With oil prices at their highest level since July 2015, BP (BP.) today gave the clearest signal yet that it is ready to loosen its grip on shareholder returns.
The FTSE 100 giant reported that its oil price balancing point for covering costs and dividend was $49 a barrel, whereas the current price stands at around $60.
This has given the oil major room to trigger a resumption of share buy-backs to offset the dilutive effect of the second quarter scrip dividend issued in September. The scrip was put in place in 2010 as an undiscounted alternative to the cash dividend.
Uptake of the scrip dividend option has been around 20%, which has provided BP with some financial flexibility during the transition to lower oil prices.
But looking further out to 2021, chief financial officer Brian Gilvary said there was potential for the organic cash balance point for the group to reduce steadily to around $35-40 per barrel.
He said: “With free cash flow growing, we would then aim to ensure the right balance between disciplined investment and distributions growth, depending on the context and outlook at the time.”
Today’s quarterly dividend was maintained at 10 cents a share as BP beat City expectations with an underlying replacement cost profit of $1.9 billion (£1.4 billion), against $684 million (£519 million) in the previous quarter.
The performance was helped by the highest downstream earnings in five years, alongside the start of production for three new upstream projects in Australia, Trinidad and Oman. Over the first nine months of the year, upstream production was 10% higher than a year earlier.
In downstream, BP delivered double digit earnings growth from fuels marketing in the first nine months. Premium fuel sales volumes have continued to grow and BP’s convenience partnership model has been rolled out to more than 170 retail sites worldwide so far this year.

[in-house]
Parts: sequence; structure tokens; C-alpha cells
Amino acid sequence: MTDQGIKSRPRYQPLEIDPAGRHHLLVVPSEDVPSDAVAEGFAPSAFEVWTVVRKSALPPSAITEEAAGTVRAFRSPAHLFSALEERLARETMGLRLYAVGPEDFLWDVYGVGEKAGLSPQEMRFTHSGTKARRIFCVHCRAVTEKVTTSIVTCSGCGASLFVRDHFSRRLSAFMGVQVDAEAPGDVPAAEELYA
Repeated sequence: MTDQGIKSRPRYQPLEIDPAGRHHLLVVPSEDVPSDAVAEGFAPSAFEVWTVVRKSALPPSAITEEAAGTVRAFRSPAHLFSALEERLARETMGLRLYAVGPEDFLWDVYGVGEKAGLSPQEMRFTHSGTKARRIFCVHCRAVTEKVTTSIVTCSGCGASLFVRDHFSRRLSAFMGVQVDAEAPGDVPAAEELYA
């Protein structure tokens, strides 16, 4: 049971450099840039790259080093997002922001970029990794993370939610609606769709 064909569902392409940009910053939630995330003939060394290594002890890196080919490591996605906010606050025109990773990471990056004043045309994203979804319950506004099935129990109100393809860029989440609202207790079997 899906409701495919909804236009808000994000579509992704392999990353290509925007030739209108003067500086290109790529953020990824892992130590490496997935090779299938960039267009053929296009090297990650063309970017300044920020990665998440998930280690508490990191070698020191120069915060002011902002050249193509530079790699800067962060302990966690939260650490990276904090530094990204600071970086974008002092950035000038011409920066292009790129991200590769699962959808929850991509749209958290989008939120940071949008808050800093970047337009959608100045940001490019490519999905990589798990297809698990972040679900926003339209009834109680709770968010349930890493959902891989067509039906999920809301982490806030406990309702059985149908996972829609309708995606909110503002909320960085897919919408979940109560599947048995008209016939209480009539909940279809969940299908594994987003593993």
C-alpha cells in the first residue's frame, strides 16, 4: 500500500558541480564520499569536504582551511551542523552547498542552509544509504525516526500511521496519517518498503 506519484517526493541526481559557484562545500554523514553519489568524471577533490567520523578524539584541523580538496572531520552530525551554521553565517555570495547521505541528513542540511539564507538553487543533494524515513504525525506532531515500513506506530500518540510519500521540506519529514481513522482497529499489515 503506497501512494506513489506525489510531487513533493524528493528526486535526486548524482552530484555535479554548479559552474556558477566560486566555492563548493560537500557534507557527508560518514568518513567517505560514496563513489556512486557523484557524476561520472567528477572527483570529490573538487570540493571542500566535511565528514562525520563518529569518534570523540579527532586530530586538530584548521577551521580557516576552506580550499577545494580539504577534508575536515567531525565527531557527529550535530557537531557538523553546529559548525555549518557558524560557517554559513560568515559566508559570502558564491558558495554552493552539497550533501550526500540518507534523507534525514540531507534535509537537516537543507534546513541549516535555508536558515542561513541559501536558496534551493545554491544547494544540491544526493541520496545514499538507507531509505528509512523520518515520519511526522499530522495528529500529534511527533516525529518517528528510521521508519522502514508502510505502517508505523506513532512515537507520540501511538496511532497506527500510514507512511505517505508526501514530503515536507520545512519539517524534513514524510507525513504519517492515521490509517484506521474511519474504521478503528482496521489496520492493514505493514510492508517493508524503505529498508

Chief executive Bob Dudley said: “There is still room for further improvement and we will keep striving to increase sustainable free cash flow and distributions to shareholders.”
His comments and profits figure helped BP shares gushed as high as 522p Tuesday, a price not seen since June 2014 and around levels last traded in the aftermath of the Deepwater Horizon disaster.
UBS analyst Jon Rigby, who has a ‘buy’ rating and price target of 525p on the shares, said the re-commencement of the share buy-back reflected excellent operational and financial progress.
He said: “We were expecting this to begin some time in 2018 and today’s announcement is a very positive surprise, emphasising the progress made in the reset of the BP in the aftermath of Macondo and in the context of lower oil prices.”
Gulf of Mexico oil spill payments were $600 million in the third quarter, which is significantly lower than in the first two quarters of the year. Payments over the first nine months of 2017 were $4.9 billion.
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